There will be more antlerless licenses available in some places but not others in Pennsylvania this fall and winter.
Bob Frye/Everybody Adventures
Don’t get too comfortable.
Yes, it’s true that, statewide, there will be more antlerless deer licenses available in Pennsylvania this fall than last. Pennsylvania Game Commissioners allocated 903,000 doe tags for the 2019-20 hunting seasons. That’s up 65,000 from 2018-19’s 838,000.
But the increase is not spread evenly across the state.
In fact, six of the state’s 23 wildlife management units – roughly a quarter — will offer fewer doe tags this year than last. In three more, this year’s allocation is identical to last years.
So in those places, hunters there will need to be as diligent as ever in getting their applications in on time, lest they risk not getting a tag.
As for the other units, 14 are offering more doe tags this year than last. In nine the increase might be termed significant, meaning an additional 5,000 tags or more. One is offering 12,000 more – an increase of roughly 33 percent.
There are largely two reasons for all that: forests and disease.
Chris Rosenberry, head of the commission’s deer and elk section, said deer populations are increasing in three of the state’s 23 wildlife management units: 2F in the northwest, 4C in the southcentral and 5B in the southeast. They are stable in the other 20.
In four of the latter, though, deer impacts on forest health are “high.” In short, those forests are not adequately regenerating, in part because of hungry deer browsing heavily on new growth.
Those four – units 3B, 3C, 3D and 4E — are all located in the northeast region.
That’s not to say their deer populations are exceedingly large necessarily, said commission president Tim Layton of Somerset County. But when forests are struggling to grow, he said, even a relatively low number of deer pose problems.
“It’s that the forest is struggling to come back and any amount of deer, really, is not good for that area,” Layton said.
Deer are not the only thing impacting forest health in those units, Rosenberry said. But, he added, they are the only thing the commission can control.
So he recommended increasing the doe license allocation in each. Commissioners agreed in three cases.
The exception was unit 3D. It had 25,000 doe tags last year. Rosenberry wanted 37,000 this year.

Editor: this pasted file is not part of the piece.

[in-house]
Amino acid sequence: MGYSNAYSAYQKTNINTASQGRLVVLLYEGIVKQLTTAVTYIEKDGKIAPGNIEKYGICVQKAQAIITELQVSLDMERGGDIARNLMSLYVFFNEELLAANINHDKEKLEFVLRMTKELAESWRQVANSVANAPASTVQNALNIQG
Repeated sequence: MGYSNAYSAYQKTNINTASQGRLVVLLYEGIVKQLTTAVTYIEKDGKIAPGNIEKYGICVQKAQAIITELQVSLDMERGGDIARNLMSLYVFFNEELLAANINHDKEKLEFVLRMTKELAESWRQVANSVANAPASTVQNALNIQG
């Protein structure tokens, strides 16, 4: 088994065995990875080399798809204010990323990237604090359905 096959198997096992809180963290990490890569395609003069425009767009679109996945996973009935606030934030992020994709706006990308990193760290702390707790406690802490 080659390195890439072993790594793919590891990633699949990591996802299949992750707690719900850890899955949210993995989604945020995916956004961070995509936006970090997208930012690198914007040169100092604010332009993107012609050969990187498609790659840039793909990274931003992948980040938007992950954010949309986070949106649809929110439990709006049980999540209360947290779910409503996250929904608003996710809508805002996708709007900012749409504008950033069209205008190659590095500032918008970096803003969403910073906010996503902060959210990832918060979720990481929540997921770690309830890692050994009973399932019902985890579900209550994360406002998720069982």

But commissioner Stanley Knick of Luzerne County said he hears complaints from hunters there about too few deer already. So he suggested replicating last year’s allocation of 25,000. The board went along with that.
Rosenberry also suggested bumping up the number of doe tags – again, considerably in cases – in six wildlife management units where the commission has found chronic wasting disease, or CWD, in free ranging deer. They are 2C, 2D, 2E, 4A, 4B and 4D.
That’s an attempt to curb the disease’s spread, he explained.
“Based on our experience in Pennsylvania, CWD continues to increase at current deer population levels. Thus, our recommendation for lower deer levels,” Rosenberry said.
One commissioner, though, wondered if the allocation increases are enough.
Statistics show it takes issuing four to five doe licenses to get one deer actually killed. So, for example, going from 44,000 doe tags in unit 2C last year to 52,000 this year might mean an additional 2,000 deer killed over nearly 3,000 square miles.
Commissioner Jim Daley of Butler County wondered if that’s enough.
“If we are really serious about CWD, why such small increases? That’s not going to do much for us,” he said.
Rosenberry said controlling the disease is a long-term effort. Add the bump in doe tags this year to the fairly large increases last year over 2017-18 and the commission is indeed “ramping up” efforts to lower deer numbers, he said.
Beyond that, he encouraged hunters to use deer management assistance program permits – good for antlerless deer on specific properties – to lower deer numbers where disease rates are highest.
Daley had another question.
The commission’s formula for determining whether to raise, lower or maintain deer numbers in a particular unit examines forest health. That’s fine, he said, as trees are a crop.
But it doesn’t seem to similarly take agriculture into account, he said. And he thinks it should.
“I still believe somehow we need to get a measure of agricultural impacts into these numbers. We don’t have it,” Daley said. “We just clearly don’t have it.”
That’s hard to calculate, Rosenberry said. There is no quantifiable data set for agricultural health like with forests.
Rather, what one farmer deems acceptable deer damage another doesn’t.
“Really that comes down to a human tolerance level,” Rosenberry said.
And the commission tries to account for that, he said.
The commission looks at three things in making deer management decisions. Forest health and deer health are two. “Deer-human conflicts” – everything from deer-vehicle collisions to homeowner complaints to agriculture — is the third, Rosenberry said.
Daley, though, said the commission “ought to pay a little more attention” to the concerns of farmers and vegetable growers.
“They’re all suffering, sometimes considerably,” he said.
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